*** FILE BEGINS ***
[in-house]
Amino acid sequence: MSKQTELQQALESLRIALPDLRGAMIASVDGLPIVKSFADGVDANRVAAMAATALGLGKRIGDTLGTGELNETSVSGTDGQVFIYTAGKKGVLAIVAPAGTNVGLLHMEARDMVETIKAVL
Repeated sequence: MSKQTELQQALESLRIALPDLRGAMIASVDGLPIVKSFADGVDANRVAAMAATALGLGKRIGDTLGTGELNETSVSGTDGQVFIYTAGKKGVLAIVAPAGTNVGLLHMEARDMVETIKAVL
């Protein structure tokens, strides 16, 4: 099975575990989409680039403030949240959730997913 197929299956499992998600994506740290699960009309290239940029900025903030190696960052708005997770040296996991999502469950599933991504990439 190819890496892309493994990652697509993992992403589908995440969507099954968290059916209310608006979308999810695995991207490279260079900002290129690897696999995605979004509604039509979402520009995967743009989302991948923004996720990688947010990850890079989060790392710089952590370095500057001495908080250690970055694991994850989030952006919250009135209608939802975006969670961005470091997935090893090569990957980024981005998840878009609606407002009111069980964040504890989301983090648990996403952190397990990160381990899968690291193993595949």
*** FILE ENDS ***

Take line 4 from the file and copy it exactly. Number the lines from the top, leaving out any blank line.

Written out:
């Protein structure tokens, strides 16, 4: 099975575990989409680039403030949240959730997913 197929299956499992998600994506740290699960009309290239940029900025903030190696960052708005997770040296996991999502469950599933991504990439 190819890496892309493994990652697509993992992403589908995440969507099954968290059916209310608006979308999810695995991207490279260079900002290129690897696999995605979004509604039509979402520009995967743009989302991948923004996720990688947010990850890079989060790392710089952590370095500057001495908080250690970055694991994850989030952006919250009135209608939802975006969670961005470091997935090893090569990957980024981005998840878009609606407002009111069980964040504890989301983090648990996403952190397990990160381990899968690291193993595949």